On June 22nd, the U.S. Department of Justice announced the largest Medicaid fraud bust in history. The National Health Care Fraud Takedown included 301 defendants charged, $900 million in false billings, 61 medical professionals and 29 doctors, across 36 states.
In another case, investigators in New York uncovered more than $86 million in suspected fraudulent physical and occupational therapy claims to Medicare and Medicaid. Five individuals were charged for allegedly filling a network of Brooklyn clinics with patients by paying bribes and kickbacks. The clinics were controlled by the accused, and once there, patients were subjected to medically unnecessary therapy.
These massive fraud examples are often perpetrated by sophisticated, organized schemes. There is tremendous potential to crack down on health care fraud across the U.S. if federal and state agencies work together and share information about these complex fraud takedowns.
The great thing is, this could be done without sharing data, which is often prevented by law, policy or insufficient technology. There’s nothing stopping agencies from sharing the data elements that were useful in uncovering fraud.
For instance, in the New York example, some of the abnormal things that could prompt an alert when comparing a provider to its peer group include:
- Average payment per beneficiary in the top 90th percentile
- High number of unusually large payments within a provider or clinic’s patient population.
- Average clinical severity of beneficiaries in the top 90th percentile. For example, a provider billing for a high number of urgent care procedures.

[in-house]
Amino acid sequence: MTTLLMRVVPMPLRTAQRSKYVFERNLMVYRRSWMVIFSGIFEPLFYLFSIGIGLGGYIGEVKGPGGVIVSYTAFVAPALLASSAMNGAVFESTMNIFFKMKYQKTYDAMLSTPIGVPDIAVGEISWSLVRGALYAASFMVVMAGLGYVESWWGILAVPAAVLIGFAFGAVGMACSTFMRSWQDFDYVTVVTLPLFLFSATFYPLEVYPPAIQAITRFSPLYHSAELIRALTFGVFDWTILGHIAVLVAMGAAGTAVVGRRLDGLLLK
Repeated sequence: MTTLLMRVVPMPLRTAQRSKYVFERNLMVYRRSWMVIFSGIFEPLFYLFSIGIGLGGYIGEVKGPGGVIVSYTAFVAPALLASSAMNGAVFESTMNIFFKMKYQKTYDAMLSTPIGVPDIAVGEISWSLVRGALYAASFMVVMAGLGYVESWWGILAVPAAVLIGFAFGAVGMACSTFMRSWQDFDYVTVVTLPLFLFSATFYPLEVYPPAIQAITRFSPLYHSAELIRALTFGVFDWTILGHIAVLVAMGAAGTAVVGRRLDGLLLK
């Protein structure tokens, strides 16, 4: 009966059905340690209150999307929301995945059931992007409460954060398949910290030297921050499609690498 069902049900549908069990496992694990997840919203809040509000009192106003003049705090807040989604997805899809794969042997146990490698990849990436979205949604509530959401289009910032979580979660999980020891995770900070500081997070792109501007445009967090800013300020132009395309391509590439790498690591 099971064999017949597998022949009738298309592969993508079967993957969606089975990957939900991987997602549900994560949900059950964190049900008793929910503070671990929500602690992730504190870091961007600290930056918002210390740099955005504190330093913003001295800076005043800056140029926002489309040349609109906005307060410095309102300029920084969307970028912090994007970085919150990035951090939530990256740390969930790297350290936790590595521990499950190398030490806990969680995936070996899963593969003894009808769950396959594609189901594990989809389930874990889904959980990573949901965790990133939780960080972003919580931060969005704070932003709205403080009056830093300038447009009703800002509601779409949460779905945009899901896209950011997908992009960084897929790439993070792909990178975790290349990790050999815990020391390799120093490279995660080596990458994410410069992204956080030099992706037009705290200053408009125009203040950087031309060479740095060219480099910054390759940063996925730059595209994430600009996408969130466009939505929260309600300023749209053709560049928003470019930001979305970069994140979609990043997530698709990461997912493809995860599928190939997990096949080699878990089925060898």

- Average treatment time in the top 90th percentile, indicating possible padding of hours
Comparing behaviors across the provider population can detect who is possibly doing something outside of the norms of their peers. A preponderance of suspicious events would help an analyst prioritize risk and focus their analysis on “the big picture”, as opposed to a single alert.
But investigators have to know that those abnormalities are good indicators of possible fraud. That’s the sort of intelligence that can be shared between agencies, without bumping into legal or policy restrictions.
I dive deeper into this topic in the recently published GovExec Route Fifty article Massive Medicaid Fraud Busts Offer Blueprint for States.
Are you a fraud investigator? What useful data elements have you uncovered that your peers should know about? Let’s use International Fraud Awareness Week as an impetus to share best practices and step up our fraud-busting strategies.
Also, if you're at the National Health Care Anti-Fraud Association Annual Training Conference, come see SAS at booth 213!